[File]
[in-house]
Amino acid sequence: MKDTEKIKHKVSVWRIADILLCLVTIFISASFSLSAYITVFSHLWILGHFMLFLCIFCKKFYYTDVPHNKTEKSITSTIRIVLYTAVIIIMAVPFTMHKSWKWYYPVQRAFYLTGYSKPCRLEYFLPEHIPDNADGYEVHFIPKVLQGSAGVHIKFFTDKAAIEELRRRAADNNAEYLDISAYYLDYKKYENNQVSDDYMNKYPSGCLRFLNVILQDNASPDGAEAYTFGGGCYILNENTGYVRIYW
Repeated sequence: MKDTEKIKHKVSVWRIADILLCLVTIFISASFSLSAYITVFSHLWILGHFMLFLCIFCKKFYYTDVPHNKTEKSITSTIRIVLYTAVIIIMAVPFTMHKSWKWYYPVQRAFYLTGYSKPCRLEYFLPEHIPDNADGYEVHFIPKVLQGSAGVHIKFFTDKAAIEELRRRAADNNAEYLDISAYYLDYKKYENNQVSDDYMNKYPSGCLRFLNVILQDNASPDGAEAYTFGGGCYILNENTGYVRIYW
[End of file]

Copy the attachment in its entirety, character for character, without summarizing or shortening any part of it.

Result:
[in-house]
Amino acid sequence: MKDTEKIKHKVSVWRIADILLCLVTIFISASFSLSAYITVFSHLWILGHFMLFLCIFCKKFYYTDVPHNKTEKSITSTIRIVLYTAVIIIMAVPFTMHKSWKWYYPVQRAFYLTGYSKPCRLEYFLPEHIPDNADGYEVHFIPKVLQGSAGVHIKFFTDKAAIEELRRRAADNNAEYLDISAYYLDYKKYENNQVSDDYMNKYPSGCLRFLNVILQDNASPDGAEAYTFGGGCYILNENTGYVRIYW
Repeated sequence: MKDTEKIKHKVSVWRIADILLCLVTIFISASFSLSAYITVFSHLWILGHFMLFLCIFCKKFYYTDVPHNKTEKSITSTIRIVLYTAVIIIMAVPFTMHKSWKWYYPVQRAFYLTGYSKPCRLEYFLPEHIPDNADGYEVHFIPKVLQGSAGVHIKFFTDKAAIEELRRRAADNNAEYLDISAYYLDYKKYENNQVSDDYMNKYPSGCLRFLNVILQDNASPDGAEAYTFGGGCYILNENTGYVRIYW